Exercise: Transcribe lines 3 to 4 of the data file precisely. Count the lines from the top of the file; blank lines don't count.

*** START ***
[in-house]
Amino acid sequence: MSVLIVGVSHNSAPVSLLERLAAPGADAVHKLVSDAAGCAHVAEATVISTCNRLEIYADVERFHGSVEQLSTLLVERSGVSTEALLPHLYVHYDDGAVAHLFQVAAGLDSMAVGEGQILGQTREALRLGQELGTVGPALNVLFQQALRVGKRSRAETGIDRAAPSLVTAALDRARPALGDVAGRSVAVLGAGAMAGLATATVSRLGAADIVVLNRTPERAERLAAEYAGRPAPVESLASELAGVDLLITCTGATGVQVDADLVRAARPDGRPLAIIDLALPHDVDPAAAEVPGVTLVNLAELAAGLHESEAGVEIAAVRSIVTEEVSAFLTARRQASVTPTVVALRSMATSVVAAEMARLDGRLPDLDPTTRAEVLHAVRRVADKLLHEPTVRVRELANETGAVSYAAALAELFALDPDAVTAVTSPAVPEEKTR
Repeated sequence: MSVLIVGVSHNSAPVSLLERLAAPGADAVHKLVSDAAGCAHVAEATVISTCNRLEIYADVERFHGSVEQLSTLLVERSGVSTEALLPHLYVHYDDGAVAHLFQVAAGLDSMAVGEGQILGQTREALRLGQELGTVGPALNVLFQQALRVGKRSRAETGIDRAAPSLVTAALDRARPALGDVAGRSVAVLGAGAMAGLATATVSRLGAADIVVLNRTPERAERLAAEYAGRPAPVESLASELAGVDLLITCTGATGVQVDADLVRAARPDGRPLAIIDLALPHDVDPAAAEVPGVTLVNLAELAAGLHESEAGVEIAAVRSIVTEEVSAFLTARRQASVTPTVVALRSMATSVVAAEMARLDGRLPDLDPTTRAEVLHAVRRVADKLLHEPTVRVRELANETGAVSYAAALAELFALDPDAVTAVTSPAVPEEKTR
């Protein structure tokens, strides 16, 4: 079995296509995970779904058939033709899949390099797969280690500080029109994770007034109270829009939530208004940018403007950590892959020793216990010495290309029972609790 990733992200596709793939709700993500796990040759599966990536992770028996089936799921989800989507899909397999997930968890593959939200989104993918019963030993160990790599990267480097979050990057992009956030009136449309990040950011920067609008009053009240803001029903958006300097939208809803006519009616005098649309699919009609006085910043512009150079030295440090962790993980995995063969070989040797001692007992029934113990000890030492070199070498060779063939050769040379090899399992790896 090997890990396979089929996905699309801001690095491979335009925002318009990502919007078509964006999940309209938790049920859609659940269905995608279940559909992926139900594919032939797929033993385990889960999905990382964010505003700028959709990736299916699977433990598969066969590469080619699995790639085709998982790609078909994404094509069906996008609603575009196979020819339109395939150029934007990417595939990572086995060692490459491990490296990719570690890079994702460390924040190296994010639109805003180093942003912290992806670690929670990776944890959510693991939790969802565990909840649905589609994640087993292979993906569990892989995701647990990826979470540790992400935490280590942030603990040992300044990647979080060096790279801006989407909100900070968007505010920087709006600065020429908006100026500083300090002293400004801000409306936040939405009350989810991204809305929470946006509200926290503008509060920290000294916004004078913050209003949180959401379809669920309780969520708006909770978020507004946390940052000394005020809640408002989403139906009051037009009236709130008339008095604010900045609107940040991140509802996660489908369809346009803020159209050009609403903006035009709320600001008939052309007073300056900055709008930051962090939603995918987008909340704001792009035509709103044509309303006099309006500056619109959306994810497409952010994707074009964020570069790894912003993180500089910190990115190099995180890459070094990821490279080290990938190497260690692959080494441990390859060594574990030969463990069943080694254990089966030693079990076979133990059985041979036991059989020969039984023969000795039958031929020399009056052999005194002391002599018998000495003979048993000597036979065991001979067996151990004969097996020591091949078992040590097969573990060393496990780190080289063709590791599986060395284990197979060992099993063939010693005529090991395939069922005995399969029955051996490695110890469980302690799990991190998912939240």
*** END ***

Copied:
Repeated sequence: MSVLIVGVSHNSAPVSLLERLAAPGADAVHKLVSDAAGCAHVAEATVISTCNRLEIYADVERFHGSVEQLSTLLVERSGVSTEALLPHLYVHYDDGAVAHLFQVAAGLDSMAVGEGQILGQTREALRLGQELGTVGPALNVLFQQALRVGKRSRAETGIDRAAPSLVTAALDRARPALGDVAGRSVAVLGAGAMAGLATATVSRLGAADIVVLNRTPERAERLAAEYAGRPAPVESLASELAGVDLLITCTGATGVQVDADLVRAARPDGRPLAIIDLALPHDVDPAAAEVPGVTLVNLAELAAGLHESEAGVEIAAVRSIVTEEVSAFLTARRQASVTPTVVALRSMATSVVAAEMARLDGRLPDLDPTTRAEVLHAVRRVADKLLHEPTVRVRELANETGAVSYAAALAELFALDPDAVTAVTSPAVPEEKTR
């Protein structure tokens, strides 16, 4: 079995296509995970779904058939033709899949390099797969280690500080029109994770007034109270829009939530208004940018403007950590892959020793216990010495290309029972609790 990733992200596709793939709700993500796990040759599966990536992770028996089936799921989800989507899909397999997930968890593959939200989104993918019963030993160990790599990267480097979050990057992009956030009136449309990040950011920067609008009053009240803001029903958006300097939208809803006519009616005098649309699919009609006085910043512009150079030295440090962790993980995995063969070989040797001692007992029934113990000890030492070199070498060779063939050769040379090899399992790896 090997890990396979089929996905699309801001690095491979335009925002318009990502919007078509964006999940309209938790049920859609659940269905995608279940559909992926139900594919032939797929033993385990889960999905990382964010505003700028959709990736299916699977433990598969066969590469080619699995790639085709998982790609078909994404094509069906996008609603575009196979020819339109395939150029934007990417595939990572086995060692490459491990490296990719570690890079994702460390924040190296994010639109805003180093942003912290992806670690929670990776944890959510693991939790969802565990909840649905589609994640087993292979993906569990892989995701647990990826979470540790992400935490280590942030603990040992300044990647979080060096790279801006989407909100900070968007505010920087709006600065020429908006100026500083300090002293400004801000409306936040939405009350989810991204809305929470946006509200926290503008509060920290000294916004004078913050209003949180959401379809669920309780969520708006909770978020507004946390940052000394005020809640408002989403139906009051037009009236709130008339008095604010900045609107940040991140509802996660489908369809346009803020159209050009609403903006035009709320600001008939052309007073300056900055709008930051962090939603995918987008909340704001792009035509709103044509309303006099309006500056619109959306994810497409952010994707074009964020570069790894912003993180500089910190990115190099995180890459070094990821490279080290990938190497260690692959080494441990390859060594574990030969463990069943080694254990089966030693079990076979133990059985041979036991059989020969039984023969000795039958031929020399009056052999005194002391002599018998000495003979048993000597036979065991001979067996151990004969097996020591091949078992040590097969573990060393496990780190080289063709590791599986060395284990197979060992099993063939010693005529090991395939069922005995399969029955051996490695110890469980302690799990991190998912939240």